David revealed that readers of news or any feeds on smart phones have lower attention spans, lower engagement with the content, have lower level of learning and higher levels of more negative emotional responses, “because you’re not learning so much, you’re not thinking that much.”

Restoring trust in news organizations.  There were attacks on the credibility of news organizations “and the challenges were relentless.  Legacy news organizations struggled to deal with the devaluing of their role as gatekeepers and curators,” she said.

David warned that social media’s erosion of trust in traditional media needs to be fixed because people need an institution to turn to for real information.

“When we erode the trust in the enterprise of journalism, we threaten the industry of news and practice of news work.  We need real information from people we can rely on.  We need the industry to be bigger, stronger.  We need to make sure that the institutions in the practice of journalism remain steadfast regarding the attacks in the future,” she said.

Fake News. Real dangers are not from fake news.  David said the term “fake news” is dangerous because there is a desire for State recognition and regulation which can curtail information and freedom of speech and expression.

This came in light of the recent Senate probes on information on media.

“Fake news is really manufacturing information if you look at the broad landscape at what everybody refers to as fake news.  It’s not really that huge of an issue in relation to all of the other categories here namely the hyper artisan blog that are really just there to take the real news and turn it into propaganda,” David said.

She said real dangers are not really from fake news, but the biased interpretation and all the content that enables such biased interpretations.

Referring to a recent Al-Jazeera “UpFront” interview on Foreign Affairs Secretary Alan Peter Cayetano regarding the Philippine administration’s war on drugs, David said, “Everybody is looking at the same video, everybody is looking at the same exchange, but one group will portray it as ‘Alan Peter Cayetano got wiped across the floor,’  and another group will portray it as ‘Alan Peter Cayetano wiped the other guy across the floor.’  It’s the same events, the same facts, but it’s really the biased interpretation that’s really the problem,” David said.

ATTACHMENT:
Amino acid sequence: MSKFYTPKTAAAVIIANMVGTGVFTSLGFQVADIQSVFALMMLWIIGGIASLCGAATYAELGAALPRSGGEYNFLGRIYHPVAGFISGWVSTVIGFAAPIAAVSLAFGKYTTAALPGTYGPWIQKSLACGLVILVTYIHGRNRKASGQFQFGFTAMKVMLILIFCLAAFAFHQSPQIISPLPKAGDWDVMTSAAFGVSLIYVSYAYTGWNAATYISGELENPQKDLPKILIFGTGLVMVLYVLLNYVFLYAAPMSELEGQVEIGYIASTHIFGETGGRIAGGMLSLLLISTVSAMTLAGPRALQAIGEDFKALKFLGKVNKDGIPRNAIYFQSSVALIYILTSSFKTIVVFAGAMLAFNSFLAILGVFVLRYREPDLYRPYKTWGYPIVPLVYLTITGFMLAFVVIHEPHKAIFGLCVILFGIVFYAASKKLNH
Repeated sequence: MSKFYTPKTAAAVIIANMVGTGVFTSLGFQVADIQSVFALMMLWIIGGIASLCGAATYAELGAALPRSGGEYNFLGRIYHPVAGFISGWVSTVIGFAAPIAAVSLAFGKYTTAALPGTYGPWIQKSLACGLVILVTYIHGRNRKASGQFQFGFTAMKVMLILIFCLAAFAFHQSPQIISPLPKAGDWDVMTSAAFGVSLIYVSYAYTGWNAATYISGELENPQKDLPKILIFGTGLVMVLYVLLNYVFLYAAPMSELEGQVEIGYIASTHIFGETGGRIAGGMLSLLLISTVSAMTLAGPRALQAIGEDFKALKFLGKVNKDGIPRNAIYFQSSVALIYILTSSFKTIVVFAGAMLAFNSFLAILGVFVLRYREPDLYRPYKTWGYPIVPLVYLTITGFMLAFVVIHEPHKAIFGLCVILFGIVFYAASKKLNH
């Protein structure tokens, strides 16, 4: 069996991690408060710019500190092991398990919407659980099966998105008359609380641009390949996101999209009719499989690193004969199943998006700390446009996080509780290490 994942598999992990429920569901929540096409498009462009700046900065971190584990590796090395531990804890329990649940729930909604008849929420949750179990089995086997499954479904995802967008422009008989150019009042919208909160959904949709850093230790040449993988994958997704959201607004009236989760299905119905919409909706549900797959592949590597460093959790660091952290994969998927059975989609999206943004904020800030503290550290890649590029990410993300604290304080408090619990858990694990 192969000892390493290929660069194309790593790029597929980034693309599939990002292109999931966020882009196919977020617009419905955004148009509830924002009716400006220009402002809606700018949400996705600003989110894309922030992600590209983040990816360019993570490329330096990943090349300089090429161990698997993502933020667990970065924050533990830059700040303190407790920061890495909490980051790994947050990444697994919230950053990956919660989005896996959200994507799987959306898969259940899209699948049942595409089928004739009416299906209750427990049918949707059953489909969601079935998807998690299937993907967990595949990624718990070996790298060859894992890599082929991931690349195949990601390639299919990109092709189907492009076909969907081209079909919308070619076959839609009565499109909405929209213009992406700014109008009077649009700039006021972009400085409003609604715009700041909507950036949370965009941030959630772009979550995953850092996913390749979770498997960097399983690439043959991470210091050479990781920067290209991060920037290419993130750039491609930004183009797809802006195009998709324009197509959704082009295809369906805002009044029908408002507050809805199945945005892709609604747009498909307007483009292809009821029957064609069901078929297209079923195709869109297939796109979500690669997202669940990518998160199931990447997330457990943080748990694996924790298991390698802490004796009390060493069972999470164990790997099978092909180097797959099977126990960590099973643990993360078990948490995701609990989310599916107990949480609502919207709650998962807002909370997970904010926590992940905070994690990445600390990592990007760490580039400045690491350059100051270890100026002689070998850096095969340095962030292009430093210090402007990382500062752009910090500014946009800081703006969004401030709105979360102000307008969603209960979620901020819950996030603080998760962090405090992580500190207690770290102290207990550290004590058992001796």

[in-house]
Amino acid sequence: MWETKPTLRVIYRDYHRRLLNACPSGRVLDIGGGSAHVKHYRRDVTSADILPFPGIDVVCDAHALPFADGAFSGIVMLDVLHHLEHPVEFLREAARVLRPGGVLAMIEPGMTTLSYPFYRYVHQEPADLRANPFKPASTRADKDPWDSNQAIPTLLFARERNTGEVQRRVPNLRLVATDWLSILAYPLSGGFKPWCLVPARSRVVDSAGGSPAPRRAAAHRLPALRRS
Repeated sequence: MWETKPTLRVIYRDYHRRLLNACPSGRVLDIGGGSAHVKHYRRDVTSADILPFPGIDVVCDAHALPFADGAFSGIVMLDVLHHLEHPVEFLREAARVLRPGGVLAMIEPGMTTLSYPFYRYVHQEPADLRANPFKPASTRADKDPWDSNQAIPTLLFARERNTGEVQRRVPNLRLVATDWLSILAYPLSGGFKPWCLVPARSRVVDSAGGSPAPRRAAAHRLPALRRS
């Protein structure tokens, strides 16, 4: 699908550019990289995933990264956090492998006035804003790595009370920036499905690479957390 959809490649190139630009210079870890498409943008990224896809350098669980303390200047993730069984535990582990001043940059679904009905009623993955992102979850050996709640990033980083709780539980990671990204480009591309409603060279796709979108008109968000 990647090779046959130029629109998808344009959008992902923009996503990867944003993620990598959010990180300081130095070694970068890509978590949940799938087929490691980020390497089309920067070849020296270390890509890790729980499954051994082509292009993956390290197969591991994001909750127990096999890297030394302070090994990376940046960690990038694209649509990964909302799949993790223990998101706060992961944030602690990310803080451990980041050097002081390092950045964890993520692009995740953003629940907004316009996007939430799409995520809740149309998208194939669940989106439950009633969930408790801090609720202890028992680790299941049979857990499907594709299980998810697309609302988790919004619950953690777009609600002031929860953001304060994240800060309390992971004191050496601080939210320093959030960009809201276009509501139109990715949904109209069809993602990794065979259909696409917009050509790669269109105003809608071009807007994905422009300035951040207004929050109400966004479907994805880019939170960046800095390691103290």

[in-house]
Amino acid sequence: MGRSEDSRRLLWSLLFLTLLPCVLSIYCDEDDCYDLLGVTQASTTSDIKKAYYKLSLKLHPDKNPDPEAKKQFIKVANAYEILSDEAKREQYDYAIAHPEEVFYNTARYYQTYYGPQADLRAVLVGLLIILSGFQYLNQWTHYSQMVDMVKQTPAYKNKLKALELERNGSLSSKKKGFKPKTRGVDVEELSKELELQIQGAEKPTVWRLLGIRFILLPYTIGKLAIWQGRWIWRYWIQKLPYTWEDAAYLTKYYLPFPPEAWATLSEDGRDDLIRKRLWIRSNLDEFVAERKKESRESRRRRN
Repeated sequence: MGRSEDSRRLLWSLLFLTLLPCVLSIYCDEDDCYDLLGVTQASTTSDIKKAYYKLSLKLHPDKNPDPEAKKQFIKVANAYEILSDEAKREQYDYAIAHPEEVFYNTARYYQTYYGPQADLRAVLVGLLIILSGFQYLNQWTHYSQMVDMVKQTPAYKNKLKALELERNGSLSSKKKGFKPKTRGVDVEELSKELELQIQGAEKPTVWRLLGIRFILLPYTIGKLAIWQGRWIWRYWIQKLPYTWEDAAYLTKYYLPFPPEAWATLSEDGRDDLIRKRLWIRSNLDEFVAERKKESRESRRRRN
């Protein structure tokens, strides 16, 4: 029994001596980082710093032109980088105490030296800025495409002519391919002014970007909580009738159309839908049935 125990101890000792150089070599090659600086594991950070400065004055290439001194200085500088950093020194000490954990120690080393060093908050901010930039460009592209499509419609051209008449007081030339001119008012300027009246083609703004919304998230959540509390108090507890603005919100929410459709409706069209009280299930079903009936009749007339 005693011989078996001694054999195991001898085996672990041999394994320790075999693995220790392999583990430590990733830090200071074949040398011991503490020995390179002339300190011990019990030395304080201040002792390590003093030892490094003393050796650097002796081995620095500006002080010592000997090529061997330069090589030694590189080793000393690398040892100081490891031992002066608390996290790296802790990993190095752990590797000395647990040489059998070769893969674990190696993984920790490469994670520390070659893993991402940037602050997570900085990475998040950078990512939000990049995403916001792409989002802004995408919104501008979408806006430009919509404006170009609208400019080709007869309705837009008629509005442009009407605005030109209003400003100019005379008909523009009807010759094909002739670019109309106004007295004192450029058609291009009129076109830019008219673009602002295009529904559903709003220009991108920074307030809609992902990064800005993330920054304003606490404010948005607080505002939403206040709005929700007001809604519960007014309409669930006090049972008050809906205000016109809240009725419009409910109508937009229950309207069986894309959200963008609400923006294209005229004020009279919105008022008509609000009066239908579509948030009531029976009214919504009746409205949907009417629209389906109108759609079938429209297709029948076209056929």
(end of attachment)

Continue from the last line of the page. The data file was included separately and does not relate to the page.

David said some of those tagged as fake news are really blogs or opinion articles on the news site.  Nowadays, sharing of misinformation is easy because there is no consequence.  These news are shared and commented on much quicker than real news.

David said people should not succumb to the temptation of State regulation of speech because it may lead to a trap of accepting regulations in areas where one is not supposed to accept it.

“Social media will continue to change.  For better or worse, it is here to stay.  Users should assert their power in shaping the social media ecosystem,” she said.

David is with the CMC’s Graduate Studies Department and is one of the National Academy of Science and Technology’s (NAST) 2015 Outstanding Young Scientists. She is a UP E. Angara Fellow for Policy Research.  Her book “The RH Wars: Framing the Population and Health Debate” received the NAST Outstanding Book Publication.

She was among the social scientists who delivered a lecture before a gathering of academics and guests at the Honor Society’s first national conference with the theme “Framing the Nation’s Narrative Through the Lenses of the Social Sciences.”

Posted: October 14, 2017 16:01